3 More Ways to Deal with the Uncertainty of School Reopening
1. Reframe Your Internal Dialogue
“The best approach to uncertainty about change and all of the uncomfortable feelings that come with it is to accept it. While it may feel like up until now, everything has been stable and predictable, life is constantly in flux. Change happens regardless of our thoughts and feelings about it.
Parents can practice acceptance through simple techniques. These include saying, to themselves or out loud, ‘I accept this change to school and my feelings of uncertainty. I can’t control it. I don’t have to like it, but I can accept that this year is different and that there will be change.’
Parents can also do this through mindfulness practices. These serve to give the brain a break and help us refocus. These practices can include setting aside one minute in the day to focus solely on breathing or focusing on the experience of drinking a cup of coffee. They can also work to identify any thoughts that may make uncertainty more stressful and work to gently reframe them.
Parents need to have compassion for themselves and others. We’ve never lived through a global pandemic before. We are uncertain. It’s OK. We’re all trying our best.” — Jessica Macdonald, clinical psychologist, North Carolina
2. Build a Strong Community of Support with Other Families
“Working with marriages and teens, I’ve seen the anxiety that comes with planning for a school year in which none of us know what to expect. The first thing parents need to do is to figure out the stance of the school district — to understand the district’s priorities in how they’ll provide school this year. If you have stayed connected with district board meetings or read the transcripts from these meetings, awesome!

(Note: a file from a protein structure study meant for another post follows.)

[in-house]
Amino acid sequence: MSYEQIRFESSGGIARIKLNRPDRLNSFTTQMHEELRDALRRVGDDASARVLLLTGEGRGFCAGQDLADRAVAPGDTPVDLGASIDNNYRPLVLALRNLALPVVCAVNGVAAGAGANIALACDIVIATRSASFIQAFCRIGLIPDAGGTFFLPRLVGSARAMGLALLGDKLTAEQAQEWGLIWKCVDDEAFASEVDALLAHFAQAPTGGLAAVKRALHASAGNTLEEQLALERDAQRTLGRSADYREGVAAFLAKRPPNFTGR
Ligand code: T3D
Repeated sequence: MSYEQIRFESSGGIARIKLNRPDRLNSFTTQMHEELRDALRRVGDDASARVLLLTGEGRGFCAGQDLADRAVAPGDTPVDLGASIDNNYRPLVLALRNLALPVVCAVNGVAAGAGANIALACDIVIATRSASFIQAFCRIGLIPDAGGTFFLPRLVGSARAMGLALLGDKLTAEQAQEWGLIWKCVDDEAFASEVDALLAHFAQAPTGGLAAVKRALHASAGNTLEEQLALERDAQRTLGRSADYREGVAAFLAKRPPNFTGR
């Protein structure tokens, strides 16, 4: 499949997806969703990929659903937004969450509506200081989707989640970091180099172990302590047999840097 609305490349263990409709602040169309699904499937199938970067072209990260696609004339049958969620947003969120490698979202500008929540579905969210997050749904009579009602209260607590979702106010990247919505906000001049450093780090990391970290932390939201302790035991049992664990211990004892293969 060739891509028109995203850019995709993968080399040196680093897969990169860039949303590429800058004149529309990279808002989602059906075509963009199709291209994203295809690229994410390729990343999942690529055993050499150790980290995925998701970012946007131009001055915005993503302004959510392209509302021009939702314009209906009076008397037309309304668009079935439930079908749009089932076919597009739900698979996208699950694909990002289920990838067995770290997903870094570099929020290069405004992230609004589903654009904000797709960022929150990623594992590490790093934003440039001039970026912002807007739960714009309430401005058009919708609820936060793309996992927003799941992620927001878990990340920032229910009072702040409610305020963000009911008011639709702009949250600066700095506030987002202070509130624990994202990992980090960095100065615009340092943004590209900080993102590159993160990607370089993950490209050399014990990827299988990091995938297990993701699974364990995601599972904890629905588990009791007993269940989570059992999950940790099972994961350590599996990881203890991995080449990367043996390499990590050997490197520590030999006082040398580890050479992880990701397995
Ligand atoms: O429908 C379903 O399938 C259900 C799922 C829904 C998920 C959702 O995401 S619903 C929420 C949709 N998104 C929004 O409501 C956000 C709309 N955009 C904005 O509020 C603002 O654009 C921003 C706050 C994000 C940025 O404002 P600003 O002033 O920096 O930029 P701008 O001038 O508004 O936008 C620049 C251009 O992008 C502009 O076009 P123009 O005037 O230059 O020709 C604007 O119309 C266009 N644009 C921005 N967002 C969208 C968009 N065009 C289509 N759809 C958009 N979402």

The biggest factor in managing the uncertainty will be in having a strong support system outside of your family. You need a community of other people who are with you on this ride, whether it is choosing to homeschool or following the distance learning plans. These people will be able to connect with you in suffering and uncertainty. But be careful not to choose people who just wallow in the suffering and play victim to their circumstances. That will not help. What you need are people who want support and to support others.” — Alisha Sweyd, marriage & family therapist, California
3. Acknowledge the Circumstances and Maintain a Schedule at Home
“The first thing to do, which is very important, is to acknowledge that it’s going to be an unusual year. Be honest. Help kids understand what they are walking into and reinforce that the new environment is intended to keep everyone safe and healthy. Explain that things may change — and that’s OK. Explain that everyone will need to be flexible and accepting.
Maintain a schedule at home. Children thrive on a routine: Make sure they are getting enough sleep, eating a healthy diet and getting physical activity every day. Recognize that both children and adults may feel worried and stressed, but model positivity and reassure yourself and children that it will be OK.” — Zubair Khan, child psychiatrist, Bronx, NY
It is getting close to Christmas and many of us wi ...
My daughter became an Australian citizen a few yea ...
You have no groups that fit your search